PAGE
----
Don’t forget to wash your ears. It’s hard not to say that in your “parenting” voice. Perhaps you even recall getting that advice as a kid. As you get wrapped up in past nostalgia, that sort of memory can take you back to simpler times.
But that advice can be rather helpful. Out-of-control earwax buildup can cause a substantial number of issues, especially for your hearing. Even worse, this organic compound can solidify in place making it challenging to clean out. Bottom line, you’ll be best off keeping those ears clean.
Excessive earwax? Eww!
We get it, earwax isn’t the most appealing of substances. That’s an opinion that most individuals share. But it is actually essential for your ear’s health. Created by specialized glands in your ear and pushed outwards by the chewing motions of your jaw, earwax can help keep dust and dirt out of your ears.
In other words, the correct amount of earwax can help keep your ears healthy and clean. It may seem peculiar, but earwax doesn’t indicate poor hygiene.
The problems begin when your ears produce too much earwax. And it can be rather difficult to know if the amount of earwax being created is healthy or too much.
What is the consequence of accumulated earwax?
So, what happens as a result of excess earwax? There are numerous issues that could arise due to out-of-control earwax or earwax that builds up over time. Those issues include:
- Dizziness: Your inner ear is essential to your balance. You can suffer from episodes of dizziness and balance issues when your inner ear is having trouble.
- Infection: Excessive earwax can lead to ear infections. In some cases, that’s because the earwax can trap fluid where it shouldn’t be.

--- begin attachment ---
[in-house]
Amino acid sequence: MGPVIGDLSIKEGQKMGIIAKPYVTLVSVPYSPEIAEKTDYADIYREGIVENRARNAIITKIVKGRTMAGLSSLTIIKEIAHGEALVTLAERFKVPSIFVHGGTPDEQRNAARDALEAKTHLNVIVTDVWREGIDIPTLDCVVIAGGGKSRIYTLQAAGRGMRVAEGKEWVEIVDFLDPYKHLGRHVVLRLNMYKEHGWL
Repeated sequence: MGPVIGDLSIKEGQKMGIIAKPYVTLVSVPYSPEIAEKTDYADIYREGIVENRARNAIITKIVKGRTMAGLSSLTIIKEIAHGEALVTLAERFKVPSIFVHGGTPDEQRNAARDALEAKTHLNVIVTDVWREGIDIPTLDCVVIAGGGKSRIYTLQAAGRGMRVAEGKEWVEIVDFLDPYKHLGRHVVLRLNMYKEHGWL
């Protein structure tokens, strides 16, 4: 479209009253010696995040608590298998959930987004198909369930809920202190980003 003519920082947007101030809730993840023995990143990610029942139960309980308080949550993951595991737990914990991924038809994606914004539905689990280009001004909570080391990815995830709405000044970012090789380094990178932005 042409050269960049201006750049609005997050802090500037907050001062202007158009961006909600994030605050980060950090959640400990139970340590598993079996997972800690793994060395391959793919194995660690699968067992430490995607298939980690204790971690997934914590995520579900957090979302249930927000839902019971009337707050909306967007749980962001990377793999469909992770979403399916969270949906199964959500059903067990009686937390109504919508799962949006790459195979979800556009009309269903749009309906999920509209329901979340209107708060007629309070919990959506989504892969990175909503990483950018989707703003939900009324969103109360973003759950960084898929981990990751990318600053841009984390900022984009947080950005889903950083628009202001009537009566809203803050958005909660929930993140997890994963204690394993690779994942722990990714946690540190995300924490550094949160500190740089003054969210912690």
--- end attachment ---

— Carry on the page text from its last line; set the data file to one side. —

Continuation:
- Tinnitus: Tinnitus is a condition where you hear a phantom ringing or buzzing in your ears. Earwax buildup can cause tinnitus symptoms to worsen or to emerge.
- Earache: An earache is one of the most prevalent indications of excess earwax. It doesn’t have to hurt too much (though, in some cases it can). This typically occurs when earwax is creating pressure in places that it shouldn’t be.
These are only a few. Headaches and pain can occur because of uncontrolled earwax accumulation. Too much earwax can hinder the functionality of hearing aids. So excessive earwax might make you think your hearing aids are malfunctioning.
Can earwax impact your hearing?
Well, yes it can. One of the most common problems associated with excess earwax is hearing loss. Usually producing a form of conductive hearing loss, earwax builds up in the ear canal, stopping sound waves and vibrations from getting in. The issue usually goes away when the earwax is eliminated, and normally, your hearing will go back to normal.
But if the buildup becomes severe, permanent damage can occur. The same goes for earwax-related tinnitus. It’s normally temporary. But the longer the excess earwax sticks around (that is, the longer you neglect the symptoms), the bigger the danger of long-term damage.
Prevention, treatment, or both?
If you want to safeguard your hearing, then it seems logical to keep an eye on your earwax. It’s incorrect cleaning, not excess production that leads to buildup in most situations (for example, blockage is frequently a result of cotton swabs, which tend to push the earwax further in rather than removing it).
Frequently, the wax has become hardened, thick, and unmovable without professional help. You’ll be capable of starting to hear again after you get that treatment and then you can start over, cleaning your ears the right way.